Updated 05:56 AM EDT, Tue, Apr 20, 2021

Ecuador & Peru Collaborate to Create Bi-National Biosphere Reserve 

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Ecuador and Peru have agreed to create the first bi-national biosphere reserve in the region, placed right on their shared border. Telesurf noted that beginning in 2016, Ecuador's Ministry of the Environment will work with Peru's National Service for Natural Protected Areas to have two forests -- the Arenillas and Tumbas -- be declared as a bi-national biosphere reserve by UNESCO.

To note, biosphere reserves (or bioreserves) are areas of terrestrial and coastal ecosystems that promote solutions to reconcile the conservation of biodiversity with sustainable use. According to UNESCO, they are internationally recognized and nominated by national governments. They also remain under the jurisdiction of the states they are located. Bioreserves, in some ways, are considered as living laboratories for testing and demonstrating management of land, water and biodiversity.

They function for conservation, development, support research, monitoring, education and information exchange related to local, national and even global issues on environment conservation and development.

Paola Inga, the director of the bi-national biosphere project from Ecuador said, "Between Ecuador and Peru we have shared a dry forest where part of the Arenillas reserve is part of a shared ecosystem. We will develop a dossier to present to UNESCO next year."

He also shared that both countries, whose projects will create 1,831,132 acres of reserves, intend to work in collaboration with the communities in the area. The agreement that created a project reserve encompassing 1,831,132 acres in Ecuador and Peru. It was reached earlier in the month, when the governments of both countries met to hold their cabinet meeting, with the participation of Ecuador President Rafael Correa and Peru President Ollanta Humala.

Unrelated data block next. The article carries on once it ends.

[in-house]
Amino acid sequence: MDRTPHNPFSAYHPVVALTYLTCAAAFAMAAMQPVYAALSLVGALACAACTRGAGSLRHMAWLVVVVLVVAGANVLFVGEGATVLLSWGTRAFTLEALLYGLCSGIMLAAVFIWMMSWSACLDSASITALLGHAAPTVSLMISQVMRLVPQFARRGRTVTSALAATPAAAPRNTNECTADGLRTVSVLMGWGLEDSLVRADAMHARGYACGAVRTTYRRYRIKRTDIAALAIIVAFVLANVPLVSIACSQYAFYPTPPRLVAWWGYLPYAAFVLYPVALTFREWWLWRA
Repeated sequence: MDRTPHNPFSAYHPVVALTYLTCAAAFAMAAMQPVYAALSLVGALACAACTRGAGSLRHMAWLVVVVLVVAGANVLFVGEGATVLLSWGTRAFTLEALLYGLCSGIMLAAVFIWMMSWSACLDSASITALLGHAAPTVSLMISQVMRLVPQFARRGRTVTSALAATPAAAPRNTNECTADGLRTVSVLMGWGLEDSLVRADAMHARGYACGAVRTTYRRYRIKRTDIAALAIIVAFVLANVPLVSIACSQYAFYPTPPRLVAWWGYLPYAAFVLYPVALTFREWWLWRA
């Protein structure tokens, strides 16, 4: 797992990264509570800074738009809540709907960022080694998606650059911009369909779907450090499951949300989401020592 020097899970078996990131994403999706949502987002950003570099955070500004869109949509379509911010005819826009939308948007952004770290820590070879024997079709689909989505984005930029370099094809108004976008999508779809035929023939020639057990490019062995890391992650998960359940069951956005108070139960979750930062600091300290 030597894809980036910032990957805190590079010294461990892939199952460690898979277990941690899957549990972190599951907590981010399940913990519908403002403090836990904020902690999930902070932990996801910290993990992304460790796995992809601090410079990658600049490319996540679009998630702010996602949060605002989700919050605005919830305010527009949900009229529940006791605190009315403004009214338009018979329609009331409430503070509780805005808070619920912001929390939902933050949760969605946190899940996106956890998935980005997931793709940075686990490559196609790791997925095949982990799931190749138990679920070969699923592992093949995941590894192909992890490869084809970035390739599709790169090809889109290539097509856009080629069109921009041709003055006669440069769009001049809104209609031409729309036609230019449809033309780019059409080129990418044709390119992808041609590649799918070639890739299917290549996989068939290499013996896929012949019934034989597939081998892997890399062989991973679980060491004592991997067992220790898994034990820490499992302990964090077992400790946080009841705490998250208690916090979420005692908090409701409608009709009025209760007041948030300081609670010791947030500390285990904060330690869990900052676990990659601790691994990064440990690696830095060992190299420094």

The agreement is organized with four lines of action, as cited by Living in Peru.

First, the agreement targets buffer zones of both areas by focusing on surveillance plans, animal monitoring and biological corridors.

Second, conservation activities, including the management model of the Binational Biosphere Reserve are to be strengthened, including the "Cerros de Amotape" National Park, the "Coto de Caza El Angolo," the national forest of Tumbes and the Biosphere Reserve in southwestern Ecuador. Creation of nodes for eco-regional management is also planned.

Third, the agreement wants to focus on social participation in relation to the Binational Biosphere Reserve, and the dissemination of the Binational Network for Ecuador Protected Areas in Peru.

Finally, the fourth course of action is to prioritize coordination meetings between protected natural areas from authorities of both countries, as well as the dissemination of important information between the officials involved.

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